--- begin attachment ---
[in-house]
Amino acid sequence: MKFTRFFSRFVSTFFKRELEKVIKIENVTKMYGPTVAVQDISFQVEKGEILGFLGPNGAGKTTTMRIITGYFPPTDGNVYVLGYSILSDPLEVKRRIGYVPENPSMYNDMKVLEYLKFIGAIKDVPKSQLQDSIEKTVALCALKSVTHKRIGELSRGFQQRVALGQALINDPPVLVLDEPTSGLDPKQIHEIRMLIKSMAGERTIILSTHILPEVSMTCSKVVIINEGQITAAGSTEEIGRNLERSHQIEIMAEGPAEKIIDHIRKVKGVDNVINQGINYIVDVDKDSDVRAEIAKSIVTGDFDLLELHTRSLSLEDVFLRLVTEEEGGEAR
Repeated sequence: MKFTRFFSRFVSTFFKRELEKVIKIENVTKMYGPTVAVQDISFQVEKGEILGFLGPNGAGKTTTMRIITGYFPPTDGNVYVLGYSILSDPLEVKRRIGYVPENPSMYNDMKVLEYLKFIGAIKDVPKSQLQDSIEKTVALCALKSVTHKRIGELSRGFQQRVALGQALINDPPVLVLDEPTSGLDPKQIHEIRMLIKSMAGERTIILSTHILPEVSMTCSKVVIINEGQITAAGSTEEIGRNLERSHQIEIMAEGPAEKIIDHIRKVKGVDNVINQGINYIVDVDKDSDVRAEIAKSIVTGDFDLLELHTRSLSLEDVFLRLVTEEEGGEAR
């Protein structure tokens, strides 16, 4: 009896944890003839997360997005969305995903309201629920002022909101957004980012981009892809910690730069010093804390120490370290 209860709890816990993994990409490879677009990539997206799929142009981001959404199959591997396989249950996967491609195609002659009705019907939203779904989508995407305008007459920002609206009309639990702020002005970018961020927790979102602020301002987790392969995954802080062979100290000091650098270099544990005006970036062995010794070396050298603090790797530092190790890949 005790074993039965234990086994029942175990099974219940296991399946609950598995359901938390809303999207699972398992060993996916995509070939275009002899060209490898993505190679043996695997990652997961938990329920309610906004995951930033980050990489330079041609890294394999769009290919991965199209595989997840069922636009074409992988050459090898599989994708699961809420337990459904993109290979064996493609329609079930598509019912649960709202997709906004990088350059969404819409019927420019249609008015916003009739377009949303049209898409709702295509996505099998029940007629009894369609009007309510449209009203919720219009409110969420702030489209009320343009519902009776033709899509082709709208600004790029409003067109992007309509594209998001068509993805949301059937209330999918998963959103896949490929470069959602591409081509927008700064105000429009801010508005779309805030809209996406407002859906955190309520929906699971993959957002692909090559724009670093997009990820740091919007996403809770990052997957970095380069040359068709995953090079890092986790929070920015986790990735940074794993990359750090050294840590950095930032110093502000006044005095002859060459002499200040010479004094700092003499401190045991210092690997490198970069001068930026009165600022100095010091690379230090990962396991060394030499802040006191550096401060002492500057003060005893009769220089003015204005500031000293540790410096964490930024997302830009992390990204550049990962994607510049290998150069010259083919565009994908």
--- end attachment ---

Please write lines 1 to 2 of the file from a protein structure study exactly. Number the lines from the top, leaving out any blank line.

[in-house]
Amino acid sequence: MKFTRFFSRFVSTFFKRELEKVIKIENVTKMYGPTVAVQDISFQVEKGEILGFLGPNGAGKTTTMRIITGYFPPTDGNVYVLGYSILSDPLEVKRRIGYVPENPSMYNDMKVLEYLKFIGAIKDVPKSQLQDSIEKTVALCALKSVTHKRIGELSRGFQQRVALGQALINDPPVLVLDEPTSGLDPKQIHEIRMLIKSMAGERTIILSTHILPEVSMTCSKVVIINEGQITAAGSTEEIGRNLERSHQIEIMAEGPAEKIIDHIRKVKGVDNVINQGINYIVDVDKDSDVRAEIAKSIVTGDFDLLELHTRSLSLEDVFLRLVTEEEGGEAR